©2004 David Sedaris; (P)2004 Time Warner AudioBooks
"In his latest collection, Sedaris has found his heart. This is not to suggest that the author of Me Talk Pretty One Day and other best-selling books has lost his edge. The 27 essays here include his best and funniest writing yet....What emerges is the deepest kind of humor, the human comedy." (Publishers Weekly)
"Sedaris is a careful writer, with a no-muss, no-fuss style that rarely misfires." (The New York Times Book Review)
"Sedaris' piquant essays are as meticulously honed and precisely timed as the best stand-up comic routines, which is, of course, what they are....Sedaris, openly gay, nervy as a tightrope walker, sharply hilarious, teasingly misanthropic yet genuinely compassionate, has a unique ability to supply exactly the right details to bring every funny, awkward, ludicrous, painful, horrible real-life moment into harrowingly crisp focus....He is mesmerizing." (Booklist)
"Sedaris has a satirical brazenness that holds up next to Mark Twain and Nathanael West." (The New Yorker)
I've read all of David Sedaris's books, and this one is my favorite. Naked is just as funny, but in this newest title, he manages to be both side-splittingly funny and touching at the same time. This is a collection I have no doubt I'll enjoy again and again.
This is overall really good, but there are some of the stories (unfortunately including several of the first ones) that aren't so funny, just kinda thoughtful and sad. But overall there are some hilarious stories, especially his live ones, I totally laughed out loud at times. Worth getting the whole book, but may be some of his others are better.
I finally finished listening to this audiobook last night. I've been trying to ration myself to
one essay a night to make it last longer...but I splurged last night and listened to the last
three. I think Sedaris is hilarious and poignant at the same time. While listening to
these stories, I'd find myself laughing so hard my sides hurt, and then having to wipe the
tears from my eyes a few minutes later.
I think this is a slightly kinder, gentler Sedaris than the one who wrote The SantaLand
Diaries, but he's still just as sharply observant and critical of human nature (and of himself
and his family) as he's always been. Sedaris's mother and father (Sharon and Lou), all his
sisters (Gretchen, Lisa, Tiffany and Amy) and his brother Paul make appearances. He
picks them apart unmercifully (especially poor Paul, poster child for rednecks), but still
manages to convey his love for them.
This is the first time I've "read" Sedaris as an audiobook, and I'm now convinced that that's
the *only* way to read him.
David Sedaris is an excellent story teller. He did a very good job narrating his own book, which is always a risk as this doesn't always work out well for authors. I very much enjoyed his book.
The reason I rated this a 4 and not a 5 is the really long comedy show near the end of the book. It threw me off track as it feels like I'm smack in the middle of a late-night comedy show (complete with drunken laughs and hoots). I wonder if they wanted to add more time to the audio as it takes up almost an hour of it!
This is my first Sedaris book. This is one of the funniest works I have listened to on Audible; even funnier than Al Franken. It is thoughtful and quick witted. I must agree that the live audience chapters are the best. I recommend this book without reservation.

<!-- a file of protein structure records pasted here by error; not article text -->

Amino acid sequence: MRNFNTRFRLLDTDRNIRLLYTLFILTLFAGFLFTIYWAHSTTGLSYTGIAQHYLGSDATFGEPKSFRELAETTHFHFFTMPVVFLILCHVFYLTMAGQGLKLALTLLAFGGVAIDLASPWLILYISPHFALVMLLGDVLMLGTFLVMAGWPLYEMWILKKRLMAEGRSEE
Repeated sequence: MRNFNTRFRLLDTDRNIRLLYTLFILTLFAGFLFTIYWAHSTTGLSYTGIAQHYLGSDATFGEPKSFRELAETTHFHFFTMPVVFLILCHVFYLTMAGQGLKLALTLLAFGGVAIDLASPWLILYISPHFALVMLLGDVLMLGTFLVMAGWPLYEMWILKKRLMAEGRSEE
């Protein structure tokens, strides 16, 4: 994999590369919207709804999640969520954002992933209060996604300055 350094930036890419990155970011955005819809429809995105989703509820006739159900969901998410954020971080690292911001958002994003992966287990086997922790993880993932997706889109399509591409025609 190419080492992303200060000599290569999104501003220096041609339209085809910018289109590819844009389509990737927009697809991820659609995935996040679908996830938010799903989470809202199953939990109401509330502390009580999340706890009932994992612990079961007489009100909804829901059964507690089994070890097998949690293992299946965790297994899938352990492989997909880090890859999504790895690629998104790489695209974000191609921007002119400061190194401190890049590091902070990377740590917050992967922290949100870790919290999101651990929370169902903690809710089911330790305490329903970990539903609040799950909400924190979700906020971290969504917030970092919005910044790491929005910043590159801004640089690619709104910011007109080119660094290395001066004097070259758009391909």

If you are a fan of David Sedaris' works, you will do like I did and listen to this in one sitting (or in extended sessions on the treadmill at the gym). His wit and humor speaks to anyone with a family who doesn't match the stereotype of June & Ward Cleaver, especially if you are from the south. Listening to the audio version by Sedaris himself makes this all the more worthwhile. My only regret is that it's not longer, and Audible doesn't carry more of his works. This is an excellent book and I highly recommend it.
Another reviewer prefers Sedaris's live recordings but I have to say that the two live segments here are rather grating, a little heavy on the "knowing laughter" factor. And the transitions from studio to live are jarring. Still, awfully funny.
Being a HUGE fan of David Sedaris' writing, I have gotta say that his audio book versions are horrible when not in front of an audience. His writing is witty and hilarious, but when he records his books, his tone is so sad! It's a stark contrast from his live readings on This American Life or in concert where he's so much funnier as he sounds normal than when recording his books in studio. So, unless live, Sedaris' audio book versions don't do his work justice.
I'm admittedly flumoxed by those who describe this book as "hilarious" or "laugh out loud funny". While well written and painfully honest in it's candor and descriptions of the author's childhood, it is anything but humorous. Since when do tales of an emotionally abusive and at best disintested father, an alcoholic and detached mother, difficulties in coming to terms with sexual identity, drug use, pan handling and child neglect constitute uproarious comedy?
The only benefit that I can see of this text from a comedic perspective is that is inspires personal recognition that if the human condition has sunk so low that this passes for humor then I must be living a charmed life. I count my lucky stars that my life contains so much joy and real laughter, bearing no resemblance whatsoever to that of the author. I feel deeply sorry for anyone who can find humor in this darkly, depressing material.
Finally, let me point out that I am not discouraging anyone from reading this text for what it is... a dark, autobiographic of severely disfunctional family. But if you're looking for laughs, everyone but the severely damaged should look elsewhere.
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